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Qatar PM to visit Washington as Gaza cease-fire talks advance

Sheikh Mohammed bin Abdulrahman bin Jassim Al Thani, Qatar’s prime minister, is expected to meet with senior members of the US administration and lawmakers next week.
Qatar's Prime Minister and Foreign Minister Sheikh Mohammed bin Abdulrahman al-Thani speaks during a session of the annual meeting of the World Economic Forum (WEF) in Davos on January 16, 2024. (Photo by Fabrice COFFRINI / AFP) (Photo by FABRICE COFFRINI/AFP via Getty Images)

WASHINGTON — The prime minister of Qatar will visit Washington next week as the Biden administration pursues a breakthrough deal to halt the war between Israel and Hamas, sources familiar with the visit told Al-Monitor.

Sheikh Mohammed bin Abdulrahman bin Jassim Al Thani, Qatar’s prime minister and minister of foreign affairs, is expected to meet with senior members of the administration and top lawmakers. 

His visit comes as the Gulf state of Qatar, which for more than a decade has hosted Hamas’ political office in Doha, continues to help lead hostage negotiations between Israel and the Palestinian militant group. 

Hamas-led fighters abducted some 240 people when they stormed southern Israel on Oct. 7. Around half, most of them women and children, were freed as part of a Qatar- and Egypt-mediated cease-fire deal in late November, which also saw the release of Palestinians imprisoned in Israel.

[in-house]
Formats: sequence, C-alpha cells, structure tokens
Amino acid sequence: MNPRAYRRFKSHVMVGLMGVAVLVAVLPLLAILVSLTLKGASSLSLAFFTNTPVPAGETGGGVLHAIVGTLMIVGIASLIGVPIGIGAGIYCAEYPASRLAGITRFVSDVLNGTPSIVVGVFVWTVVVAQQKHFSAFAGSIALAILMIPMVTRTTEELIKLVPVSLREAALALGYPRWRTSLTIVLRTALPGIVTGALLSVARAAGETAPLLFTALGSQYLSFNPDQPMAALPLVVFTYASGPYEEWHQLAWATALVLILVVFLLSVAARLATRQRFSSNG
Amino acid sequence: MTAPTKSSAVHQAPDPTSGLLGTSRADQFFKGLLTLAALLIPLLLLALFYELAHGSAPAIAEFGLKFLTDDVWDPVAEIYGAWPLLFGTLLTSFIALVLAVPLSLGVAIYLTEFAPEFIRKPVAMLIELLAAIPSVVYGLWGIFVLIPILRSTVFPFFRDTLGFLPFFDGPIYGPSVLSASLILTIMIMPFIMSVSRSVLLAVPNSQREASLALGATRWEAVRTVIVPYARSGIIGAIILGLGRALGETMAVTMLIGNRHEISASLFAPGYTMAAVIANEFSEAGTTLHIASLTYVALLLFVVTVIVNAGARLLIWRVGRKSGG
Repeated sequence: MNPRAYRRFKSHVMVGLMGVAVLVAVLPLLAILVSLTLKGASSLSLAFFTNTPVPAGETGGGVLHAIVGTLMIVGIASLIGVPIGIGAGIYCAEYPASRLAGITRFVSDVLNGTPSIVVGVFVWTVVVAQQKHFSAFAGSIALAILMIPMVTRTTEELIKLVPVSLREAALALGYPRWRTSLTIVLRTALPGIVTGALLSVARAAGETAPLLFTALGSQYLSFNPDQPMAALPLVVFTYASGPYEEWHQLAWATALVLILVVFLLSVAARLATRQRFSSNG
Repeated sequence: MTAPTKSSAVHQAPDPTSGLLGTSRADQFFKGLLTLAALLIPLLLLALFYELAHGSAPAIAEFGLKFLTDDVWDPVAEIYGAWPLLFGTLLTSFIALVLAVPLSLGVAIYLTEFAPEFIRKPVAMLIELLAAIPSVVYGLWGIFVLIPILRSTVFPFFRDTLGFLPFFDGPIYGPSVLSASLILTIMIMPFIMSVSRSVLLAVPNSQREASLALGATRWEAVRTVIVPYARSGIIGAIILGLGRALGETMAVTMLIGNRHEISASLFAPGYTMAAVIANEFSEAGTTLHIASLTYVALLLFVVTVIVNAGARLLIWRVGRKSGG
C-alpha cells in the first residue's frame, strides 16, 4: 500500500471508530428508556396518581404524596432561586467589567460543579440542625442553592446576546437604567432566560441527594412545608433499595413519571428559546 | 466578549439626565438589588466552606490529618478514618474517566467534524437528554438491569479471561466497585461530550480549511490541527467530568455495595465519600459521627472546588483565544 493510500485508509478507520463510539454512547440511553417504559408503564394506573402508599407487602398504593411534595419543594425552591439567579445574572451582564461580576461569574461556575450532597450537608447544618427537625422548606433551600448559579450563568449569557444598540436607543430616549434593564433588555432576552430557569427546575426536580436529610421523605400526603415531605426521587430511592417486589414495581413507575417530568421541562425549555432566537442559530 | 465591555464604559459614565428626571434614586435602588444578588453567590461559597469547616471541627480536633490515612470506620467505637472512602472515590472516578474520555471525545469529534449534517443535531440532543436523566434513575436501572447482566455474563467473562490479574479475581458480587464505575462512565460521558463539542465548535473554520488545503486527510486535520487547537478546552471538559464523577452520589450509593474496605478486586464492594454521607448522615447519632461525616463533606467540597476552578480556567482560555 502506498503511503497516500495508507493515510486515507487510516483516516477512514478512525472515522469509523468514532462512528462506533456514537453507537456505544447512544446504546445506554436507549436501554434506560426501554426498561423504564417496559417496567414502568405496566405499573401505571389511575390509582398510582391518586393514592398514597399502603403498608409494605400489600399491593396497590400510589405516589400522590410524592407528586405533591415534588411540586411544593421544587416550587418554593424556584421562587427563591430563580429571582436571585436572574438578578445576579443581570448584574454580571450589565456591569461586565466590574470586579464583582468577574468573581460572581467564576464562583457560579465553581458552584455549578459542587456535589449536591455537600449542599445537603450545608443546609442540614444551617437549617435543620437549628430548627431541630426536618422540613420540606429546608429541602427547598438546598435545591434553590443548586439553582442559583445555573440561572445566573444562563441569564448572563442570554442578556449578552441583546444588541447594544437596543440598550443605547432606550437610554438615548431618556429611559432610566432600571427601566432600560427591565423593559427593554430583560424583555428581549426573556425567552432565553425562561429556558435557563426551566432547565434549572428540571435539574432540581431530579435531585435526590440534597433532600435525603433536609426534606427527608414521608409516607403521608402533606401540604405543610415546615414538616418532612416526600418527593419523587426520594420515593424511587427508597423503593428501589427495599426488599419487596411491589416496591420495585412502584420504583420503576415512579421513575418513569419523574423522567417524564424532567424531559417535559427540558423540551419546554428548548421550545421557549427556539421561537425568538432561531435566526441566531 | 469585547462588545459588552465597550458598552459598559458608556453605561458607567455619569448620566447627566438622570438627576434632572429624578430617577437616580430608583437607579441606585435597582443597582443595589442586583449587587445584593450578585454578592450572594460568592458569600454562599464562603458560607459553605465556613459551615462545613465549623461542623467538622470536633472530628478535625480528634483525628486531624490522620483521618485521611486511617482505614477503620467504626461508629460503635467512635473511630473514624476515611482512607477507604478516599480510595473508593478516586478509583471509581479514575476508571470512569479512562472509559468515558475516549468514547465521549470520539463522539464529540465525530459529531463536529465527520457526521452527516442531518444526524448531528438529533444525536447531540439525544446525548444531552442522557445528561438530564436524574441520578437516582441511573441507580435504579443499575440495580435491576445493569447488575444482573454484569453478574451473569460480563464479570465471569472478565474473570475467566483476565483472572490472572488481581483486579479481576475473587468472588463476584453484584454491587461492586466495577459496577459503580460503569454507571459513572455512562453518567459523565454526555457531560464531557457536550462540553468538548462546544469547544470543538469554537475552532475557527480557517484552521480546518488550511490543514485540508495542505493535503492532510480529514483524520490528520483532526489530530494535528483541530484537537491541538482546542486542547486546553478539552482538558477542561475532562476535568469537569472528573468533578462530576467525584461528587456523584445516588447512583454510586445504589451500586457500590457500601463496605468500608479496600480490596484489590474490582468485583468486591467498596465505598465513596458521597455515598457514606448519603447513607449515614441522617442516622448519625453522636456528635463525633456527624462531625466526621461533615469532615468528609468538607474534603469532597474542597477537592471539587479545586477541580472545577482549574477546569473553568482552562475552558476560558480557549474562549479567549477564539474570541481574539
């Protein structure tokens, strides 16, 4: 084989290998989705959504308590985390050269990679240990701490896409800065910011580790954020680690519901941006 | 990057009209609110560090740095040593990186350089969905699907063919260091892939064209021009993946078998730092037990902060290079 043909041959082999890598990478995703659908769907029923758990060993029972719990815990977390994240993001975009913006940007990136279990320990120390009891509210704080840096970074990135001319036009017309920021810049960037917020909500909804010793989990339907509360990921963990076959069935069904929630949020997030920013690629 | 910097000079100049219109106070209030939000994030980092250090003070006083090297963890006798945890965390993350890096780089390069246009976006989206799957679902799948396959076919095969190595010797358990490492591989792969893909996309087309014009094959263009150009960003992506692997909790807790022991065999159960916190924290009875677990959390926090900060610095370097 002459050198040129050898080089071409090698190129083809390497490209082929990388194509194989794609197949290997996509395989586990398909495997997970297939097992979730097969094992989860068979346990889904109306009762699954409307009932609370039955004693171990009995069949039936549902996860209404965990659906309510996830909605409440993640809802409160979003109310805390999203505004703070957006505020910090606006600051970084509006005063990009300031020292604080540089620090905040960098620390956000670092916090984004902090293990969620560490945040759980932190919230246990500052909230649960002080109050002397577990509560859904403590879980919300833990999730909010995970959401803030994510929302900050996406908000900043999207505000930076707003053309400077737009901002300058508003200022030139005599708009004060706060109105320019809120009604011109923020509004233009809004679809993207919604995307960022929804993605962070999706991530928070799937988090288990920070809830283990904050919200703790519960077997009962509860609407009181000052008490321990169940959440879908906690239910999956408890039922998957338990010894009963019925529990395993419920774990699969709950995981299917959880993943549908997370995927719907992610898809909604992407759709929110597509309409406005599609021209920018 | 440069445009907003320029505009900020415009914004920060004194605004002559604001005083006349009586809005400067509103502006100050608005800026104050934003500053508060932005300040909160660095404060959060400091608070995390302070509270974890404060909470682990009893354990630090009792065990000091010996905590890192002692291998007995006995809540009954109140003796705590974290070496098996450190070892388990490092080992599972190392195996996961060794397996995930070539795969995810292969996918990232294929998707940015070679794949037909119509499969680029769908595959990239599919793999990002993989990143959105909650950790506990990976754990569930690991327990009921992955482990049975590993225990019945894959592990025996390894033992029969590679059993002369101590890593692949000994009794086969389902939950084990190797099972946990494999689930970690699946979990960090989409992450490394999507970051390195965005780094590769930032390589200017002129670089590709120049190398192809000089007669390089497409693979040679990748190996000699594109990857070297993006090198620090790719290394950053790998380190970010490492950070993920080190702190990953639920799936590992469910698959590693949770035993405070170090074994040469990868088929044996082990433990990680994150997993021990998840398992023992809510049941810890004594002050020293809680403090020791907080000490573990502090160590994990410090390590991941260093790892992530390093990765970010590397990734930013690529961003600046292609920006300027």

Domestic pressure has been mounting on Israeli Prime Minister Benjamin Netanyahu to cut a deal with Hamas that would free the more than 100 hostages who remain captive in the Gaza Strip. The Qatari foreign ministry on Wednesday accused Netanyahu of undermining the negotiations after the Israeli leader was heard in a leaked audio recording criticizing Qatar’s “problematic” mediation due to its relationship with Hamas. 

Before traveling to Washington, the Qatari premier will reportedly meet in Europe this weekend with CIA Director Bill Burns and Israeli Mossad chief David Barnea for discussions on a second potential hostage deal. 

Egypt, which shares a border with Gaza and whose intelligence service has contact with Hamas’ military wing, has also led negotiations on the hostages and the delivery of humanitarian aid. Egyptian intelligence chief Abbas Kamel will participate in the meetings, according to the Washington Post, which first reported on Burns’ travel.

The Biden administration is seeking a pause in Israel’s more than three-month war against Hamas in exchange for the remaining hostages’ return. A State Department official said the administration hopes a pause-for-hostages agreement would pave the way for a broader diplomatic deal on Gaza’s eventual reconstruction and a pathway to a two-state solution.

US officials have proposed using a long-sought normalization deal between Saudi Arabia and Israel as leverage with Netanyahu to secure a pathway for Palestinian statehood.